'Read Across America Day,' once synonymous with Dr. Seuss, is diversifying. Here's why things have changed.

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Monday marks the start of National Reading Month – with celebrations across the nation planned for Read Across America Day on Tuesday.

The day will look a little different this year as many students learn virtually amid the COVID-19 pandemic. But the National Education Association has planned a variety of virtual events – not just in March but all year – to mark the occasion.

That's not the only difference: The NEA has pivoted from popular children's author Dr. Seuss to a focus on diverse children's books, a decision that has generated controversy on social media.

While President Joe Biden noted in his Read Across America Day presidential proclamation that “for many Americans, the path to literacy begins with story time in their school classroom” – and that the day was an important recommitment to the goal of national reading comprehension – he differed from Presidents Donald Trump and Barack Obama in leaving out Dr. Seuss's name.

Meanwhile on Tuesday, Dr. Seuss Enterprises said it would stop printing six books because of racist and insensitive imagery.

Here's what to know about the annual reading celebration and the controversy surrounding it:

What is Read Across America Day?

Launched in 1998 by the NEA, Read Across America Day was created as a way to encourage children to read. It later developed into a year-round program, with special celebrations in March.

"This year-round program focuses on motivating children and teens to read through events, partnerships, and reading resources that are about everyone, for everyone," the NEA website for the program says.

How is the day tied to Dr. Seuss?

Since its conception, the annual reading day has been held on or near March 2, which is Dr. Seuss's birthday. This year, it will be held on his 117th birthday. And for many Americans, Read Across America Day is celebrated alongside his birthday.

Until 2019, when its contract ended, the NEA had partnered with Dr. Seuss Enterprises.

“One of the reasons we partnered with Seuss 20 years ago in 1997 was to kick-start this program,” NEA spokesman Steven Grant told the School Library Journal in 2017. “That was the strategy up front, so kids would see Dr. Seuss’s 'Cat in the Hat' and spark some attention.”

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Why has Dr. Seuss become controversial?

Over the past few years, however, the day's focus has shifted from the author because of new attention toward inclusivity in children's literature and a confrontation with racist undertones in Seuss's body of work.

A 2019 study from the Conscious Kid's Library and the University of California-San Diego researchers studied 50 children’s books and more than 2,200 characters created over decades by the children's author.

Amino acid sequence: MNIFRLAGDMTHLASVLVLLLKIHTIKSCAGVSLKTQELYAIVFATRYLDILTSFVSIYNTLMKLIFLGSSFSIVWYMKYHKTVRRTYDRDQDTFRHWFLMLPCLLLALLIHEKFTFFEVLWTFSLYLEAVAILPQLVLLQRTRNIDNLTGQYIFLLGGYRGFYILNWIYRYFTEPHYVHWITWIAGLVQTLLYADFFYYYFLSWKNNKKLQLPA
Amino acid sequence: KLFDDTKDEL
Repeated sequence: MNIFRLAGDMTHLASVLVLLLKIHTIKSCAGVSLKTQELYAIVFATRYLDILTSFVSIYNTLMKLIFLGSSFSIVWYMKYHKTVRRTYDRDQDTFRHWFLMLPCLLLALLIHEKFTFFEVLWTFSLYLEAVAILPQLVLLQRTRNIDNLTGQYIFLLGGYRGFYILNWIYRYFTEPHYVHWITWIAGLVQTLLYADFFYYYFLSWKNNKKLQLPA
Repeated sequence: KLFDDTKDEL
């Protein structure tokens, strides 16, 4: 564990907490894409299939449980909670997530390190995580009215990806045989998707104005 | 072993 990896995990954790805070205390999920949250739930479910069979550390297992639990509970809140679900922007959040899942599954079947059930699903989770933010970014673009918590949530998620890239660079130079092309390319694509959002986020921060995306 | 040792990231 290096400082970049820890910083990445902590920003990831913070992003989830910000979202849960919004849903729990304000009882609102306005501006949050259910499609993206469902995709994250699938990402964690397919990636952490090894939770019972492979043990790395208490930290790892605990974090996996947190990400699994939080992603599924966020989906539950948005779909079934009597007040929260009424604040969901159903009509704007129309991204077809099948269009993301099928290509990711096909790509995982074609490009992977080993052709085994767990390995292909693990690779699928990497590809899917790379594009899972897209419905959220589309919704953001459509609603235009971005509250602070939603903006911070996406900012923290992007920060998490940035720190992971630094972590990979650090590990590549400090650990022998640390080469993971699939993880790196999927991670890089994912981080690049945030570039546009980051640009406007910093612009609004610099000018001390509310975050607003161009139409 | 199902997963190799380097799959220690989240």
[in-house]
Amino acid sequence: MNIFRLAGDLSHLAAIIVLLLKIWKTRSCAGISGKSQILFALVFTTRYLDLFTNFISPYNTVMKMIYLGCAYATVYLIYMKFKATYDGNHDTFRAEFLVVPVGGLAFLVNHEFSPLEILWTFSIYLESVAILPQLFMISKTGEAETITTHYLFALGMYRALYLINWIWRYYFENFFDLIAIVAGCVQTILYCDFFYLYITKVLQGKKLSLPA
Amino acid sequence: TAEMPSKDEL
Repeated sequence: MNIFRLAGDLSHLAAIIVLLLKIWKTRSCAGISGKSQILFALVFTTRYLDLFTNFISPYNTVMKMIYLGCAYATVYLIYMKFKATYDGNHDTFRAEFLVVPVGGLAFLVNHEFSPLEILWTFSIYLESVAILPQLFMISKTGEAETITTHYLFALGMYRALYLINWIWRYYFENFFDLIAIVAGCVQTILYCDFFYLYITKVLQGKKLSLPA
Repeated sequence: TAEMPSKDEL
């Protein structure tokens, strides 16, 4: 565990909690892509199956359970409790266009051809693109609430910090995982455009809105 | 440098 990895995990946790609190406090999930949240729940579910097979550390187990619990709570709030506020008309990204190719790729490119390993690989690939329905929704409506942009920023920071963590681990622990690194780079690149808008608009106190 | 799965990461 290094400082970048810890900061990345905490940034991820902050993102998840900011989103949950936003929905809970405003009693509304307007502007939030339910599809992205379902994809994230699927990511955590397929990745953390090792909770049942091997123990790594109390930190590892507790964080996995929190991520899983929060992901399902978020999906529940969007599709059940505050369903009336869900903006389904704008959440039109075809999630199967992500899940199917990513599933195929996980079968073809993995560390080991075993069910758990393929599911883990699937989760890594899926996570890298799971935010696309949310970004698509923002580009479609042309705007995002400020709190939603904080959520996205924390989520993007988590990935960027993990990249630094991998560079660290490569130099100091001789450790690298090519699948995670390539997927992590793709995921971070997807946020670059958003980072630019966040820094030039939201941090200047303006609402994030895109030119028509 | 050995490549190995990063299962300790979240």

What it found: “Of the 2,240 (identified) human characters, there are forty-five characters of color representing 2% of the total number of human characters.” And of that fraction, 43 have Orientalist depictions, and two align with the theme of anti-Blackness, the study found.

"Notably, every character of color is male. Males of color are only presented in subservient, exotified, or dehumanized roles," the study authors, Katie Ishizuka and Ramón Stephens, wrote. "This also remains true in their relation to white characters. Most startling is the complete invisibility and absence of women and girls of color across Seuss' entire children’s book collection."

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Are schools really banning Dr. Seuss books?

In the last week, false reports surfaced that Loudoun County Public Schools in Virginia had banned the books of Dr. Seuss.

The school district quickly released a statement to clarify, writing that given the 2019 study and the district's "focus on equity and culturally responsive instruction," it released guidance to schools "during the past couple of years" to not connect Read Across America Day exclusively with Dr. Seuss’ birthday. His books, however, are still available to readers in district libraries.

Read Across America has had the same guidance since 2017.

“It's not about reading or not reading certain books, it’s about raising awareness around the social and systemic bias that such books promote,” Stephens said in 2017. “Dr. Seuss and whiteness is a reflection of the overwhelming silence in literacy regarding matters of race, especially with both young people and white people.”

What books promoting diversity are recommended by NEA?

The NEA has a list of recommended reading for the year, which caters to a diversity of readers, on its website.

The March recommendations: "Tiara’s Hat Parade" by Kelly Starling Lyons; "Each Tiny Spark" by Pablo Cartaya; and "They Called Us Enemy" by George Takei, Justin Eisinger and Steven Scott.

6 Dr. Seuss books no longer being published

Dr. Seuss Enterprises, the business that preserves and protects the author's legacy, said Tuesday that it would stop publishing six books because of racist and insensitive imagery.

The books are: “And to Think That I Saw It on Mulberry Street," “If I Ran the Zoo,” “McElligot’s Pool,” “On Beyond Zebra!,” “Scrambled Eggs Super!,” and “The Cat’s Quizzer.”

“These books portray people in ways that are hurtful and wrong,” Dr. Seuss Enterprises told The Associated Press in a statement that coincided with the author and illustrator’s birthday. “Ceasing sales of these books is only part of our commitment and our broader plan to ensure Dr. Seuss Enterprises’ catalog represents and supports all communities and families."

Contributing: The Associated Press

This article originally appeared on USA TODAY: Read Across America Day has pivoted from Dr. Seuss, embraced diversity